Friday 18 October 2019, 1:00pm to 1:50pm
VenueManagement School Lecture Theatre 11 - View Map
Open toAlumni, Postgraduates, Staff, Undergraduates
RegistrationRegistration not required - just turn up
This talk addresses how postgraduate students and early career researchers can navigate the daunting world of impact and engagement – whether with the media, policy makers, practitioners, or beyond – as a way of paving the road for life, and a career, after the thesis.
In collaboration with the Linguistics & English Language Department in general, FORGE is delighted to announce our very first talk of the year by our upcoming internal speakers: William Dance and Claire Hardaker (LAEL). Details of the talk are below:
Engagement and impact in media and policy: life above and beyond the thesis
Undertaking a thesis is, for many people, one of the greatest challenges of their lives, but there can be a tendency to focus simply on getting to, and passing the viva, and then life after that moment can come as an entirely unplanned surprise. In this talk, Claire briefly discusses how, in her role as a supervisor, she guides her students through the maze of impact and engagement – whether with the media, policy makers, practitioners, or beyond – as a way of paving the road for life, and a career, after the thesis. William then gives concrete examples of how his path through engagement and impact is currently playing out for him day to day as a PhD student, including reflections on creating and building his public profile, undertaking a Cabinet Office internship, working with journalists both behind the scenes and in front, and more besides.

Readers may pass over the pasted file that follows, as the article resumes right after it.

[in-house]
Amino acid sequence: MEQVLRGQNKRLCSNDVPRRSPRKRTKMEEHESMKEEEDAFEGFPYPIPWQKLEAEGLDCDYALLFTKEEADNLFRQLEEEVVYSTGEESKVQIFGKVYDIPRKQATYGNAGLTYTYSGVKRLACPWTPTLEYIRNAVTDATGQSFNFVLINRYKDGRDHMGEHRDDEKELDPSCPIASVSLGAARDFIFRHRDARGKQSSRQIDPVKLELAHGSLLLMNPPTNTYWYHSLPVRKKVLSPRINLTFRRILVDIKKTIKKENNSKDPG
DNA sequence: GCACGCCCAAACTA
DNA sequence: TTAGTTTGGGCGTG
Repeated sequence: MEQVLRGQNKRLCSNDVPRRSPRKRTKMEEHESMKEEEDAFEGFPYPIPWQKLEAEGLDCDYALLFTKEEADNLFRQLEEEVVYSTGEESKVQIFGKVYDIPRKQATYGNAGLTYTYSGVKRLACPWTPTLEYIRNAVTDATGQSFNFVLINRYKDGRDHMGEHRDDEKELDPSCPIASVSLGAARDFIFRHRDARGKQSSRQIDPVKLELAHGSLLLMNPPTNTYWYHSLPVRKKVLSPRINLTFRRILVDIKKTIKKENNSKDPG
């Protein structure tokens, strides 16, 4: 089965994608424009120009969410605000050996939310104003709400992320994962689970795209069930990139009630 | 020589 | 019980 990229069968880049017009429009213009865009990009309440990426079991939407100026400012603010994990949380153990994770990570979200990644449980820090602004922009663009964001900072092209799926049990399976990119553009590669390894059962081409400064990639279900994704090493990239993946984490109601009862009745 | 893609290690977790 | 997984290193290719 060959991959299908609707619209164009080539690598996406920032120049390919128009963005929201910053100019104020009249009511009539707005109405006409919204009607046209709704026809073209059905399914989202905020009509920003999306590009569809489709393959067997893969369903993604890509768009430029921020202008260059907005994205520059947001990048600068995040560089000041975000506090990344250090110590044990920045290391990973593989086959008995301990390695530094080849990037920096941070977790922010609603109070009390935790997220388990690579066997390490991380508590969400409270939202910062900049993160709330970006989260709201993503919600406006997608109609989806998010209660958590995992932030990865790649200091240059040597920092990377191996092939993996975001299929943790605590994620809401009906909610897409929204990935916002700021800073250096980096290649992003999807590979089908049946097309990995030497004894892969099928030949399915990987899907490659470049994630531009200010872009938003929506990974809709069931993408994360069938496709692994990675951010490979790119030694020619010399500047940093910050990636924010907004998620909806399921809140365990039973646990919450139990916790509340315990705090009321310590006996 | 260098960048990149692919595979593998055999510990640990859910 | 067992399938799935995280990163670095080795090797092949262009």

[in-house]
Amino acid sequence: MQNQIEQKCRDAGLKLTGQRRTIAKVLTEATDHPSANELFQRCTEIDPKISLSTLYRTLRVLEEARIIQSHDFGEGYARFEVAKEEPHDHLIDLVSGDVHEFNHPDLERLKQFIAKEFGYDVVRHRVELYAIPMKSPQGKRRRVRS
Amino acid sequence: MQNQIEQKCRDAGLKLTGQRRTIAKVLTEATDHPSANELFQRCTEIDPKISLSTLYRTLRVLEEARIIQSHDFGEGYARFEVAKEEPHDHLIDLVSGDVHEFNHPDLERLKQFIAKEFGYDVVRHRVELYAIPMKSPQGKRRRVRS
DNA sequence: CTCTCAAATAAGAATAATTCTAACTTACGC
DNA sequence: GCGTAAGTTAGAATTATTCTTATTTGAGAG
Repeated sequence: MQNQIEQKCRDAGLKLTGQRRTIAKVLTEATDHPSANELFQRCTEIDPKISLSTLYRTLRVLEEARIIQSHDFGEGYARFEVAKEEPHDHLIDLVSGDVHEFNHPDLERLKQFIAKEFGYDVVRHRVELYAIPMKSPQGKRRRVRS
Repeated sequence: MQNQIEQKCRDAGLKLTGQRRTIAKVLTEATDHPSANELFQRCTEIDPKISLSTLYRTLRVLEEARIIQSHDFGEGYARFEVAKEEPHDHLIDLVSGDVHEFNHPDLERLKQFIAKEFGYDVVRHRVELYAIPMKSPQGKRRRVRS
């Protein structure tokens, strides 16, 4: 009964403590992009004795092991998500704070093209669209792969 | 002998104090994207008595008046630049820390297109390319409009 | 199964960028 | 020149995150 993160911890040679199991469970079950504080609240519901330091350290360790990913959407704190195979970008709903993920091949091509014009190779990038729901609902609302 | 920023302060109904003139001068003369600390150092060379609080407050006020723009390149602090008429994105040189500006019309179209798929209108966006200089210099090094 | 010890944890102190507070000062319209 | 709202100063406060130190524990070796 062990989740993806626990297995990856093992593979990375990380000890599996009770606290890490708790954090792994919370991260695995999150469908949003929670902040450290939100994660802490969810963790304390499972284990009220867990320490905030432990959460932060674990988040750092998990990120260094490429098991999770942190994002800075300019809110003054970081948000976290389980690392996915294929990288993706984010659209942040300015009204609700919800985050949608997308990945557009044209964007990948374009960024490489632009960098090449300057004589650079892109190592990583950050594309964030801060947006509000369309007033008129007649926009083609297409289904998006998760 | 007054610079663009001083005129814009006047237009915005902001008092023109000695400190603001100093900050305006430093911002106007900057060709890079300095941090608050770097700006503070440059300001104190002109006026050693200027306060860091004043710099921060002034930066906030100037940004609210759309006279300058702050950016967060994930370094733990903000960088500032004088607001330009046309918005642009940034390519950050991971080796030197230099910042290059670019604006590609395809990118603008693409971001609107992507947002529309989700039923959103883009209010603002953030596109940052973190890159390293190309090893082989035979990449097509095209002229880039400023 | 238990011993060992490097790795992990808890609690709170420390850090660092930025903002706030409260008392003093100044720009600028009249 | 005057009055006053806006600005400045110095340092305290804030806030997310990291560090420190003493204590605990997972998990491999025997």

Whilst this talk will mainly be about engagement during PhD studies, it may also be useful to MA students and ECRs.
The talk will be approximately 30-40 minutes in total, with around 10-20 minutes at the end for Q&A.
TIME & PLACE
1300-1400, Fri 18th Oct, Management School Lecture Theatre 11
PLEASE NOTE THAT THE VENUE HAS CHANGED TO A LARGER ROOM TO ACCOMMODATE THE ANTICIPATED AUDIENCE SIZE. PLEASE UPDATE YOUR DIARY/CALENDAR ACCORDINGLY.
All are welcome to attend.
Linguistics and English Language, Lancaster University
I primarily research aggression, deception, and manipulation in computer-mediated communication (CMC), including phenomena such as flaming, trolling, cyberbullying, and online grooming. I tend to take a forensic linguistic approach, based on a corpus linguistic methodology, but due to the multidisciplinary nature of my research, I also inevitably branch out into areas such as psychology, law, and computer science.
My primary research interest is using corpus linguistic approaches to investigate deception and manipulation in online spaces. Situating myself within forensic linguistics, my research focuses on how people manipulate others linguistically and also how, on the internet, ideas spread from their inception until they cease to exist. My PhD thesis, 'The Dissemination of Fake News on Social Media', uses corpus approaches to study the replication and reception of online disinformation (fake news) on
|Name||Dr Claire Hardaker|
+44 1524 593212